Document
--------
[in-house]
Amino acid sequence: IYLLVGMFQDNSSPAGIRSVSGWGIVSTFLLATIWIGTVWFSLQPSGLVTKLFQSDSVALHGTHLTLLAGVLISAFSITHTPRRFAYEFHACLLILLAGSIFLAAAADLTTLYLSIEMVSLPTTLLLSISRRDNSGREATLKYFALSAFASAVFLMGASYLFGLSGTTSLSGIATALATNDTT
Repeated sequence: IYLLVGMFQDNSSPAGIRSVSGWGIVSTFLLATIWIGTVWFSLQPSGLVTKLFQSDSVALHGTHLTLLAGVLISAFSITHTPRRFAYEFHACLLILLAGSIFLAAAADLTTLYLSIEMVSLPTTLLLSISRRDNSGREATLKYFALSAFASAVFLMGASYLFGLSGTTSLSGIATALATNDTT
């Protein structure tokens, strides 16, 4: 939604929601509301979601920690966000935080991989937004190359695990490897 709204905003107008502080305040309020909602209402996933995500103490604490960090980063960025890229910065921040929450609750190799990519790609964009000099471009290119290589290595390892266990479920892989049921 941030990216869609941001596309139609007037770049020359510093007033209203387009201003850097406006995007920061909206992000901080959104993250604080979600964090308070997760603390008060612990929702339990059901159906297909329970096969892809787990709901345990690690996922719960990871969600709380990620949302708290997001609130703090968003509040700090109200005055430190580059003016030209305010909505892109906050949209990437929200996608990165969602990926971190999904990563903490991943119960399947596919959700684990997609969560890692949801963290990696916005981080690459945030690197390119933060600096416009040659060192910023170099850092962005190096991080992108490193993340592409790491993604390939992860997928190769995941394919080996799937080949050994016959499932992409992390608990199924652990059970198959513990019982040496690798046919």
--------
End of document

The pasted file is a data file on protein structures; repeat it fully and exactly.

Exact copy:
[in-house]
Amino acid sequence: IYLLVGMFQDNSSPAGIRSVSGWGIVSTFLLATIWIGTVWFSLQPSGLVTKLFQSDSVALHGTHLTLLAGVLISAFSITHTPRRFAYEFHACLLILLAGSIFLAAAADLTTLYLSIEMVSLPTTLLLSISRRDNSGREATLKYFALSAFASAVFLMGASYLFGLSGTTSLSGIATALATNDTT
Repeated sequence: IYLLVGMFQDNSSPAGIRSVSGWGIVSTFLLATIWIGTVWFSLQPSGLVTKLFQSDSVALHGTHLTLLAGVLISAFSITHTPRRFAYEFHACLLILLAGSIFLAAAADLTTLYLSIEMVSLPTTLLLSISRRDNSGREATLKYFALSAFASAVFLMGASYLFGLSGTTSLSGIATALATNDTT
């Protein structure tokens, strides 16, 4: 939604929601509301979601920690966000935080991989937004190359695990490897 709204905003107008502080305040309020909602209402996933995500103490604490960090980063960025890229910065921040929450609750190799990519790609964009000099471009290119290589290595390892266990479920892989049921 941030990216869609941001596309139609007037770049020359510093007033209203387009201003850097406006995007920061909206992000901080959104993250604080979600964090308070997760603390008060612990929702339990059901159906297909329970096969892809787990709901345990690690996922719960990871969600709380990620949302708290997001609130703090968003509040700090109200005055430190580059003016030209305010909505892109906050949209990437929200996608990165969602990926971190999904990563903490991943119960399947596919959700684990997609969560890692949801963290990696916005981080690459945030690197390119933060600096416009040659060192910023170099850092962005190096991080992108490193993340592409790491993604390939992860997928190769995941394919080996799937080949050994016959499932992409992390608990199924652990059970198959513990019982040496690798046919």